Hot Rod - - Three Ways To 1,000 HP -

While we’re all cheer­ing for 1,000 hp on stock-bot­tom LS en­gines, the Toy­ota Supra’s

2JZ has been churn­ing four­digit num­bers on the street even be­fore Brian owed Dom a 10-sec­ond car. With fac­tory tur­bocharg­ing and seven main bear­ings, it didn’t take long for the Supra to gain a no­to­ri­ous rep­u­ta­tion in Ja­pan for mea­sur­ing horse­power by the Richter scale. In later years, the U.S. im­port in­va­sion reignited in­ter­est in Toy­ota’s tower of power, as it of­fered a big im­prove­ment in dis­place­ment and strength over the ven­er­a­ble four-banger found stan­dard in most Ja­panese sports coupes. We met Jay Meagher dur­ing Drag Week™ 2016, when he placed third in Su­per Street Small-Block Power-Ad­der with a stout

8.277 at 163.272 mph. He runs Real Street Per­for­mance out of San­ford, Florida, spe­cial­iz­ing in Supras while keep­ing his doors open to most any late-model speed.

Jay is not shy about his views of Toy­ota’s 3.0L straight-six: “I think the 2JZ is the Ja­panese small-block Chevy. They’re an in­cred­i­bly vi­able op­tion and in­cred­i­bly af­ford­able to hot rod.” The en­gine was pro­lific in Toy­ota and Lexus ap­pli­ca­tions, though we only saw its purest turbo ver­sions in the Supra. Out the gate, Jay rec­om­mends buy­ing a USDM or JDM 2JZ-GTE with fac­tory tur­bocharg­ing if you can. You can find the nat­u­rally as­pi­rated 2JZ in 1990s to early-2000s Lexus GS300s, IS300s, and SC300s. With­out crack­ing them open, they can han­dle 500–600 hp with a turbo, but by the time you’ve gone through one to prep one for the ven­er­a­ble 1,000hp mark, you would have saved money start­ing with a tur­bocharged vari­ant that car­ries most of the hard­ware al­ready.

The in­ter­net is full of ru­mors about which source of one is best, but re­gard­less of do­mes­tic mar­ket (U.S. or Ja­pan) or in­clu­sion of vari­able-valve tim­ing (VVT), Jay men­tions they’re all equally ca­pa­ble with the same sup­port­ing mods. In fact, the VVT re­duces turbo lag sig­nif­i­cantly, if you need low-end re­sponse (road rac­ing or drift­ing, for ex­am­ple).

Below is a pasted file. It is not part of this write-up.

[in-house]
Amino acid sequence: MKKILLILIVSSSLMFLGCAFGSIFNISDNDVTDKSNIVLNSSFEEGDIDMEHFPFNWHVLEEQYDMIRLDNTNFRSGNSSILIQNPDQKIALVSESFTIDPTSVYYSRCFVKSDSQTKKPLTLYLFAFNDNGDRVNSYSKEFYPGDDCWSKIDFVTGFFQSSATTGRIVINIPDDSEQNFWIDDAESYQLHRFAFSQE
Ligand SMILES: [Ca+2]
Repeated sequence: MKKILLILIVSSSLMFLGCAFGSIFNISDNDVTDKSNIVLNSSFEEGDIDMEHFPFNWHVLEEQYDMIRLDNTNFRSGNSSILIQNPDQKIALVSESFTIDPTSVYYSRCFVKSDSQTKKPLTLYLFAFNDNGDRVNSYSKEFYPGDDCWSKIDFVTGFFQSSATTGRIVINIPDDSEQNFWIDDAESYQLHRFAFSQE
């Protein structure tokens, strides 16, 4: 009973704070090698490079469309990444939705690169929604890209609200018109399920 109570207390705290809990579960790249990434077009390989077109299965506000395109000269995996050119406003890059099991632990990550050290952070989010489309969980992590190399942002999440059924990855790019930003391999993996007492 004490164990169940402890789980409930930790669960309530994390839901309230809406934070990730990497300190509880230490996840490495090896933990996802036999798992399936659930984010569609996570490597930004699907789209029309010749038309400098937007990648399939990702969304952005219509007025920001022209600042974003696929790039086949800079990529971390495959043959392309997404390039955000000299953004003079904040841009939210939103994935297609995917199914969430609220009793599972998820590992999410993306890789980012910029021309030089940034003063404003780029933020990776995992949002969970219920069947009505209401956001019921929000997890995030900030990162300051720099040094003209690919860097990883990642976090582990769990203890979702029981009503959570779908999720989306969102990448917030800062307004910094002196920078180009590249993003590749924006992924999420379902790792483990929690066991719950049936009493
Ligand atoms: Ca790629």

We’ll get to how easy it is to build power next, but first the oil­ing sys­tem has to ad­dressed. Sim­ply put, Toy­ota never in­tended it to rev as high as what rac­ers needed.

“If you’re go­ing much more than 8,300 to 8,500 rpm, and you don’t have money for a dry-sump, then you should use an alu­minum rod,” he says, in ad­di­tion to an up­graded oil pump. Alu­minum rods sim­ply stress the ro­tat­ing as­sem­bly less, sav­ing the bear­ings as the 2JZ reaches for five-digit rpm num­bers. Camshafts and springs are highly rec­om­mended, but take note to or­der a fac­tory set of 3S-GTE valve shims and buck­ets. The 2JZ uses shim-over­bucket ad­just­ment for valve clear­ance, mean­ing that at high lift the camshaft can ac­tu­ally spit a shim out. The 3S-GTE’s ar­range­ment places the shim un­der the bucket, elim­i­nat­ing this.

“If you want to make 700 hp, it just takes the right tur­bocharger, oc­tane, and tun­ing on the stock ECU,” Jay says. “A dry-sump and a proper ECU, like a Motec, is money well spent. The small­est turbo I’d use is some­thing like a 66mm tur­bine—like a Pre­ci­sion 67/66 and add valvesprings, and you’ve got some­thing that makes good power from 4,500 to 8,500.” For se­ri­ous horse­power, bil­let long­blocks are out there, but there’s noth­ing wa­ter-jack­eted for the street just yet, but there are stock 2JZ blocks in the 6s that prove the point.

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